ORLANDO, Fla. (Reuters) – The dollar is at a crossroads after a 5% rally in four months, as many investors assess how much of the Fed’s bond purchase taper and future rate hikes are priced in, and if any further increase in U.S. yields will be for “good” or “bad” reasons.
Not hedge funds though, who continue to hoover up dollars.
If central banks’ post-2008 interest rate policy could generally be summed up as ‘lower for longer’, speculators’ stance on the dollar now appears to be ‘longer for longer’.
The latest positioning data from U.S. futures markets show hedge funds and other speculators significantly added to their net long dollar position against a range of global currencies in the week to October 5 for a 12th straight week.
The total net long position now stands at $22.5 billion, the largest since June 2019, while the $7.2 billion increase from the previous week was the third largest in more than three years.
The dollar bullishness could not be more broad-based.
Funds flipped to a net short euro position for the first time since March last year, turned net short sterling for the first time in a month, threw in the towel on their long Brazilian real position, and now hold their biggest net short Mexican peso bet in four and a half years
Clearly, the rise in U.S. bond yields – in nominal, real and relative terms – is all the speculative FX trading community needs to see.
Hedge fund industry data provider HFR said its benchmark currency index rose 1% in September. That may not be anywhere near the commodity index’s stunning 5.2% surge, but it was its best month since March last year.
Last week, the 10-year U.S. yield rose 15 basis points, the most since February, and is now above 1.60% for the first time since June. The dollar has risen against a basket of currencies for five weeks, and is hovering close to a one-year high.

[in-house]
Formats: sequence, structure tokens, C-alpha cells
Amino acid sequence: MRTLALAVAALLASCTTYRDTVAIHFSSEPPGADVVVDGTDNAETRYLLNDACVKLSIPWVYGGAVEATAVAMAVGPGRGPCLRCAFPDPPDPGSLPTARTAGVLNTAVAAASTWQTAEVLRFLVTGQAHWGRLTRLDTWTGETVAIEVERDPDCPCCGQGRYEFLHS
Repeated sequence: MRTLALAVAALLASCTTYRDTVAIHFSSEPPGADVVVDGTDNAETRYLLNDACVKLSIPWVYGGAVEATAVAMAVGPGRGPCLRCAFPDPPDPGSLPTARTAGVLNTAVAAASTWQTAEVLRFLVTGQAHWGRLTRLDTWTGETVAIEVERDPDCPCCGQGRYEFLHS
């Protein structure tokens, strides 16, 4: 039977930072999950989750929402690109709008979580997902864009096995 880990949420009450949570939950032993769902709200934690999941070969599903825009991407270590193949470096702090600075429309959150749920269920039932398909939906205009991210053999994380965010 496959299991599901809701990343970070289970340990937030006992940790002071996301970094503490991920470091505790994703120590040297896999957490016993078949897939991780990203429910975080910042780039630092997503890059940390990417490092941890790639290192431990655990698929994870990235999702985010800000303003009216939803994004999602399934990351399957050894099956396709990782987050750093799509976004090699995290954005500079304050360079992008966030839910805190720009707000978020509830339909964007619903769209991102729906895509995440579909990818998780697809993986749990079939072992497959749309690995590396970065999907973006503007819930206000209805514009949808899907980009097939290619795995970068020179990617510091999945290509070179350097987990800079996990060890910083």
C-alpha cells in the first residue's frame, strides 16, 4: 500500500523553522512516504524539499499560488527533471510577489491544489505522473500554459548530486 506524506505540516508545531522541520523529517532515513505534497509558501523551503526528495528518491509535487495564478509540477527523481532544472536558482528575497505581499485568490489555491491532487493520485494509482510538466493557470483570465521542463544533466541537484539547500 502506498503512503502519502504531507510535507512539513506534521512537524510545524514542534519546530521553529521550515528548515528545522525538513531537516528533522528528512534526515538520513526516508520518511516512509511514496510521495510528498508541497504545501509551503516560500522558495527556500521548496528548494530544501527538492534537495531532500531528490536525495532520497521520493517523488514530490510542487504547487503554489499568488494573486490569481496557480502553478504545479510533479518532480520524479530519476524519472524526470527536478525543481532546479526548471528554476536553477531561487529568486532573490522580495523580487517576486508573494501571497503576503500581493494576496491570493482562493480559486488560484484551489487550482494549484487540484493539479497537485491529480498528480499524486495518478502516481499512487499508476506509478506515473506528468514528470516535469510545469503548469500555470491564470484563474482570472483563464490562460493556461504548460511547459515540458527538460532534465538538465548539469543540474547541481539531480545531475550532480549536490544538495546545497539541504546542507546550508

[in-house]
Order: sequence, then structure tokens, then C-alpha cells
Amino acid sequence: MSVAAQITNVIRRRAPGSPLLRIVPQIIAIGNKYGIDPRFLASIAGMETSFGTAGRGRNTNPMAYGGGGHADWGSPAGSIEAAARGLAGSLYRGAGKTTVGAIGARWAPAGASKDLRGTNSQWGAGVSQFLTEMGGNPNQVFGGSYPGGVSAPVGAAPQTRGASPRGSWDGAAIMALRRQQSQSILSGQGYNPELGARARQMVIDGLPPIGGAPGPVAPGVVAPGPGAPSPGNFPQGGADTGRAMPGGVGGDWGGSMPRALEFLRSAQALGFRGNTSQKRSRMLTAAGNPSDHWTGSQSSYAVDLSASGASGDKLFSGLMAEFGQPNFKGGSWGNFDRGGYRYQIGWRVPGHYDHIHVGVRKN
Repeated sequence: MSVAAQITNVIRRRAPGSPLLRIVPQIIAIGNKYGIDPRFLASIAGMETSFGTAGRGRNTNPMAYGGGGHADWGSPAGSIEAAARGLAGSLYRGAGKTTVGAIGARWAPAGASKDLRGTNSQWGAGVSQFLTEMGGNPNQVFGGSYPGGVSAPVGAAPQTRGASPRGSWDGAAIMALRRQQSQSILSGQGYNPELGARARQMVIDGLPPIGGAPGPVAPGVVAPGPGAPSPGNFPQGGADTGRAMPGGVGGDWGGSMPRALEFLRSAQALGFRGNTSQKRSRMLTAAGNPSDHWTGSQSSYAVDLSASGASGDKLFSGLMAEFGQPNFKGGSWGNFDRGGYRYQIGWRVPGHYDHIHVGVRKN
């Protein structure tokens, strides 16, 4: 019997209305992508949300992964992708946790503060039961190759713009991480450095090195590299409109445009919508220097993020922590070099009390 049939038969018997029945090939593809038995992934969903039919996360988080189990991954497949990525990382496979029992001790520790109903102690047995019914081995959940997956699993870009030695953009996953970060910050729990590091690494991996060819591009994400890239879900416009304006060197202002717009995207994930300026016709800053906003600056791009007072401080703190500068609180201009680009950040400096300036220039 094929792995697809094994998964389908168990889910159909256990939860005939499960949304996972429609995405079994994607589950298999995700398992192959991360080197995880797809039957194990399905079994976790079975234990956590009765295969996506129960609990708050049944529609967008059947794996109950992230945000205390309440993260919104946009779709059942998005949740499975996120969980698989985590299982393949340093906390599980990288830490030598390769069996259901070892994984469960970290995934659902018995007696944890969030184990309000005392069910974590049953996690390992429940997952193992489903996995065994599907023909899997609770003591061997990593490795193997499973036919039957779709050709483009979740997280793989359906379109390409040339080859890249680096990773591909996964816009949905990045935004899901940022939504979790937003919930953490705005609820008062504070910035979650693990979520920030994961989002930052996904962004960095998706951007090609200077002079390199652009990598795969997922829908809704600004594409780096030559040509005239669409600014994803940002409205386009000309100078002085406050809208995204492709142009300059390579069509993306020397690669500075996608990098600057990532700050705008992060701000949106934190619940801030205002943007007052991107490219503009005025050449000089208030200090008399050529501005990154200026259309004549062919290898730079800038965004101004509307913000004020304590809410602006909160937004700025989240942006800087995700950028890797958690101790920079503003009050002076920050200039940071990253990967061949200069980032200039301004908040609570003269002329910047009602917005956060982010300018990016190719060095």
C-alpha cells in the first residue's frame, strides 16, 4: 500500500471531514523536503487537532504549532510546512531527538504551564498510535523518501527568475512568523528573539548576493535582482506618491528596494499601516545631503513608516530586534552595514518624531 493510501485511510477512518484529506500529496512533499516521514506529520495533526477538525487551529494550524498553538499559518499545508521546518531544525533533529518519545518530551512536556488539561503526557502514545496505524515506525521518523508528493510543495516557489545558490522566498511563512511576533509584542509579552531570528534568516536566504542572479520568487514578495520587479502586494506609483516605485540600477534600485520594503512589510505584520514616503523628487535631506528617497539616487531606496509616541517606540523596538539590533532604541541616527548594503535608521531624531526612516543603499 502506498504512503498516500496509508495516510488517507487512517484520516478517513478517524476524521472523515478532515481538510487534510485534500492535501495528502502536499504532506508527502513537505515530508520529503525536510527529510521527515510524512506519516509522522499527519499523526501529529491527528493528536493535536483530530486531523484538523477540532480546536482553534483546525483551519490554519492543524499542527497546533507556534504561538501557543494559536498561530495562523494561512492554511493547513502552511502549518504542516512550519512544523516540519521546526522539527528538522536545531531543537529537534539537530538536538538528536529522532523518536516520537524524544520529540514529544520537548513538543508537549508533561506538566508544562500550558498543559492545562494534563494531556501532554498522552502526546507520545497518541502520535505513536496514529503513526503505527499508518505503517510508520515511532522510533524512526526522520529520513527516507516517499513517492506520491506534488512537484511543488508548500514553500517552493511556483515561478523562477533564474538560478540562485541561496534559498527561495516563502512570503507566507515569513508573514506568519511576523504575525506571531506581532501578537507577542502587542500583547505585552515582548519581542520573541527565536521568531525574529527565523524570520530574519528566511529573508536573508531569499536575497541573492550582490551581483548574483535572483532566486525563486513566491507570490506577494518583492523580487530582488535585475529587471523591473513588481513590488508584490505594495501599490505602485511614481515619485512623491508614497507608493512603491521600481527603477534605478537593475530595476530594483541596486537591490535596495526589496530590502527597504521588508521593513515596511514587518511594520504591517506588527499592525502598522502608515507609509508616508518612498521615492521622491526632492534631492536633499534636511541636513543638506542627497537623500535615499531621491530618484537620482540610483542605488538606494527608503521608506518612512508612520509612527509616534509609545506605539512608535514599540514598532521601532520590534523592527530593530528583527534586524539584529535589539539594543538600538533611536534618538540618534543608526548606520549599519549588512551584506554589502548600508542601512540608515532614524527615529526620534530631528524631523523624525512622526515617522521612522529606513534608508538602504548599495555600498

The question now is, are the factors driving up U.S. bond yields supportive of further dollar appreciation, or not?
The recent increase in Treasury yields has been driven by rising inflation pressures fueled by supply chain shocks, shortages, and sky-high energy prices. Breakeven inflation rates have popped higher across the curve and are now close to scaling the year’s peaks reached in May.
All this while the medium-term U.S. growth outlook, as evidenced by the latest non-farm payroll disappointment, has dimmed.
In short, a kind of ‘stagflation’ scenario.
Goldman Sachs analyst Zach Pandl and his team argue that this is generally a constructive environment for the dollar, whose performance “tends to differ depending on whether higher inflation reflects better growth or other factors, such as adverse supply shocks.”
But when inflation expectations rise for more benign reasons such as better growth prospects, the dollar tends to depreciate against most currencies. This is what they expect in the coming months as COVID-19 cases fall and economies open up, leading to a “moderately weaker” dollar going into the year-end.
The urge for many traders who have been on the crest of this dollar wave to simply take profit is also likely to limit the potential for much more upside from here, at least in the short term.
But Derek Halpenny and his team at MUFG argue that funds’ $22.5 billion net long dollar position is “not yet excessive” compared with what was in place pre-pandemic. They have a point. In May 2019, CFTC speculators’ net dollar holdings stood at $35 billion.
They also argue that Friday’s sub-par September employment report will not derail the Fed from its tapering schedule, which should be outlined next month. Momentum and fundamentals both point to a stronger dollar going into the year-end, they reckon.
(Editing by Jacqueline Wong)